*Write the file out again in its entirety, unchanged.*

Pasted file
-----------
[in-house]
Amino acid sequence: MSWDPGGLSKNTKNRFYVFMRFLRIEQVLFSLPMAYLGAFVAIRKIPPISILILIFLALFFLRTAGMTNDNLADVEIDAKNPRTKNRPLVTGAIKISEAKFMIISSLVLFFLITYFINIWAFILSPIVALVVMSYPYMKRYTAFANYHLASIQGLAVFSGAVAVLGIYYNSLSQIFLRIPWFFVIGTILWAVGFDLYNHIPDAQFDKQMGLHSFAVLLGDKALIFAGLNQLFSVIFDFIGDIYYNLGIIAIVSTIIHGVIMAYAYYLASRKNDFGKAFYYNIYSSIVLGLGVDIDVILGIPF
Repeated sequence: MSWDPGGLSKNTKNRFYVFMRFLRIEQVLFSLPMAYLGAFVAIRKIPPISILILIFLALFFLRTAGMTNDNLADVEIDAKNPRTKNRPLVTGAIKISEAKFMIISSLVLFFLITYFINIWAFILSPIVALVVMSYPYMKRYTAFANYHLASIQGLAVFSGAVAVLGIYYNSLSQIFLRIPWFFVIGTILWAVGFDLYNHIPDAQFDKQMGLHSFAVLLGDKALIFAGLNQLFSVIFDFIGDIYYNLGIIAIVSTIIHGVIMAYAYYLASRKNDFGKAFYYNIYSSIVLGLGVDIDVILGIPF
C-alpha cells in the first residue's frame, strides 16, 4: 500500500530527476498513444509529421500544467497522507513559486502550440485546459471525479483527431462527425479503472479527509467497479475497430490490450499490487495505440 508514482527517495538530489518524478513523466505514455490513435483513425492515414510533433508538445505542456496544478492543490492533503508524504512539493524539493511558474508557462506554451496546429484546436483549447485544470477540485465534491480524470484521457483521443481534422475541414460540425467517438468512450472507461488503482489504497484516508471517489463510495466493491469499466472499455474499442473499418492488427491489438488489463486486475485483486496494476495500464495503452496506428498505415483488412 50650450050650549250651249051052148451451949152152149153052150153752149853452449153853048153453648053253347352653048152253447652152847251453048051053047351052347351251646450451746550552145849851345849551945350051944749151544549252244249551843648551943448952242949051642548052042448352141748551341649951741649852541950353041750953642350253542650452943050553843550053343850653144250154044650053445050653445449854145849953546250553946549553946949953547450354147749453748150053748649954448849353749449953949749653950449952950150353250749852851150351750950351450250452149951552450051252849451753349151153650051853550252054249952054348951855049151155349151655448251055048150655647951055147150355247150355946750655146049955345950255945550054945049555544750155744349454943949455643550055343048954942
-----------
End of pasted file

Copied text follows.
[in-house]
Amino acid sequence: MSWDPGGLSKNTKNRFYVFMRFLRIEQVLFSLPMAYLGAFVAIRKIPPISILILIFLALFFLRTAGMTNDNLADVEIDAKNPRTKNRPLVTGAIKISEAKFMIISSLVLFFLITYFINIWAFILSPIVALVVMSYPYMKRYTAFANYHLASIQGLAVFSGAVAVLGIYYNSLSQIFLRIPWFFVIGTILWAVGFDLYNHIPDAQFDKQMGLHSFAVLLGDKALIFAGLNQLFSVIFDFIGDIYYNLGIIAIVSTIIHGVIMAYAYYLASRKNDFGKAFYYNIYSSIVLGLGVDIDVILGIPF
Repeated sequence: MSWDPGGLSKNTKNRFYVFMRFLRIEQVLFSLPMAYLGAFVAIRKIPPISILILIFLALFFLRTAGMTNDNLADVEIDAKNPRTKNRPLVTGAIKISEAKFMIISSLVLFFLITYFINIWAFILSPIVALVVMSYPYMKRYTAFANYHLASIQGLAVFSGAVAVLGIYYNSLSQIFLRIPWFFVIGTILWAVGFDLYNHIPDAQFDKQMGLHSFAVLLGDKALIFAGLNQLFSVIFDFIGDIYYNLGIIAIVSTIIHGVIMAYAYYLASRKNDFGKAFYYNIYSSIVLGLGVDIDVILGIPF
C-alpha cells in the first residue's frame, strides 16, 4: 500500500530527476498513444509529421500544467497522507513559486502550440485546459471525479483527431462527425479503472479527509467497479475497430490490450499490487495505440 508514482527517495538530489518524478513523466505514455490513435483513425492515414510533433508538445505542456496544478492543490492533503508524504512539493524539493511558474508557462506554451496546429484546436483549447485544470477540485465534491480524470484521457483521443481534422475541414460540425467517438468512450472507461488503482489504497484516508471517489463510495466493491469499466472499455474499442473499418492488427491489438488489463486486475485483486496494476495500464495503452496506428498505415483488412 50650450050650549250651249051052148451451949152152149153052150153752149853452449153853048153453648053253347352653048152253447652152847251453048051053047351052347351251646450451746550552145849851345849551945350051944749151544549252244249551843648551943448952242949051642548052042448352141748551341649951741649852541950353041750953642350253542650452943050553843550053343850653144250154044650053445050653445449854145849953546250553946549553946949953547450354147749453748150053748649954448849353749449953949749653950449952950150353250749852851150351750950351450250452149951552450051252849451753349151153650051853550252054249952054348951855049151155349151655448251055048150655647951055147150355247150355946750655146049955345950255945550054945049555544750155744349454943949455643550055343048954942